That may be one of the toughest pieces of the equation, Jim Coon admits.
“I think it’s harder for me to let go than my brother,” he says, “because my area has been the compliance issue – working out agreements with the state – basically the politics of running the business. And those areas are based on relationships and a long track record of doing the right thing, and it’s hard to pass those relationships off to another generation. They now will have to build that trust level.”
Coon remembers his parents’ succession plan was simple: “Dad said, ‘You guys are running the business and we know you’re going to take care of us.’ ” That all came to pass, with their father helping as a captain right up to two weeks before he passed away.
Even with buy-in from one generation to the next, the Coons instituted useful strategies to make sure the operation was truly businesslike and to prevent jealously and other problems.
“Our adult children were not just coming into the business, but marrying people who they were also bringing into the business,” Coon says. “It became apparent they would do a great job running the operation, so what we did was take two of my brother’s kids, and two of mine, and formed the Executive Council. Then, when my brother’s son graduated from law school, he joined as corporate counsel representing the company. In my mind, he’s sort of like the lawyer sitting on the side giving advice to them on what’s the best way to do something from a legal and liability standpoint. His position is unique because he represents what’s best for the company.”
BCR’s Foster cited some dismal national statistics on the transition success of family businesses. “Thirty-three percent make it to the second generation,” she says. “And then 13 percent to the third. And 3 percent to the fourth generation and beyond. It goes down exponentially.”
That makes the Coon family one of the few that has figured out a successful formula. Jim Coon explains that success partly came from his and his brother’s conviction that family comes first.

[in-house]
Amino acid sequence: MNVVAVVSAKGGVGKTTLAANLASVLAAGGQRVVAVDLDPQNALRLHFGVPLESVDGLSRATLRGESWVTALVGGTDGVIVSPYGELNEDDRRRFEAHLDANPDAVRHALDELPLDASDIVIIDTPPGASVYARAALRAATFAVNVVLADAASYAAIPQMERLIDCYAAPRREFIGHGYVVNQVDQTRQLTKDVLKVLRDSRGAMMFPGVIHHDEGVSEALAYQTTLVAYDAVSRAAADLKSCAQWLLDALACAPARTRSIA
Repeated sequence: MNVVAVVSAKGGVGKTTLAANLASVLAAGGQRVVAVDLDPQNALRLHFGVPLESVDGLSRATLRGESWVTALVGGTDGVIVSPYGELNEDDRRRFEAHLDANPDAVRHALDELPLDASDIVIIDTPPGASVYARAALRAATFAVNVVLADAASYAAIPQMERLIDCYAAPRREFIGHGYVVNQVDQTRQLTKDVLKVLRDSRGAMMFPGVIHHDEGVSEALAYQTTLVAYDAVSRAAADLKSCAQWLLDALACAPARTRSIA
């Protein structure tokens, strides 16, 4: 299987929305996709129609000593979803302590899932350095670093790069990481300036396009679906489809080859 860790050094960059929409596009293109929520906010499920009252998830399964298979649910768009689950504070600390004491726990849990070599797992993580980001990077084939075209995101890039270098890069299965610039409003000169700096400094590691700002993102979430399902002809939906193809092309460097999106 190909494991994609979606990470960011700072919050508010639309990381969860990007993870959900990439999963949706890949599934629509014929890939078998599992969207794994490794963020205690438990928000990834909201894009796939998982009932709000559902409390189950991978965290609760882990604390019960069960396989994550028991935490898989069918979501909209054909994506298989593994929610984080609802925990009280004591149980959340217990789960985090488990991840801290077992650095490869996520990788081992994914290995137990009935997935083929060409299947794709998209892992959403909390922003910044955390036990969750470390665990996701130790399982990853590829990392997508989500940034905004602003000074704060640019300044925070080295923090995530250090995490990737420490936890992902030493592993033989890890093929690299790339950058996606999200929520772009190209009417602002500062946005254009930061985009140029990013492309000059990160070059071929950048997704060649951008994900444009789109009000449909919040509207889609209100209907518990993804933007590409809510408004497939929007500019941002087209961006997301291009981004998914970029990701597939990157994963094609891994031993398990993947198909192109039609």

“My brother and I had a commitment that our relationship was more important than the business and, if push came to shove, our relationship wasn’t going to be sacrificed for the business,” he says. “It’s vital that they (the next generation) get the same commitment. It’s one thing for brothers to work together – that in itself has its own challenges – but it was easier for us to find common ground. But the cousins have more challenges. Our two families had different cultures, that’s just life, so, for cousins to work together, there are more challenges than for siblings. What the Executive Council does is tend to help them work as a unit.”
UH’s John Butler agrees with Jim Coon that family should never be sacrificed for the business. “Family business owners should just recognize it’s not the worst thing in the world if the kids don’t want to continue in the family business,” says Butler. “The most important thing is to have a healthy and happy family. There’s no sense having a healthy and prosperous business if it ruins the family.”
Ken Gilbert applauds the Coon family’s Executive Council and the children’s early involvement in the business. He says it’s never too soon to start talking to the next generation about what it means to be part of a family business, and how that may impact them. “The sooner the better,” he adds, “Even if the kids are just 10, you should start the conversation.”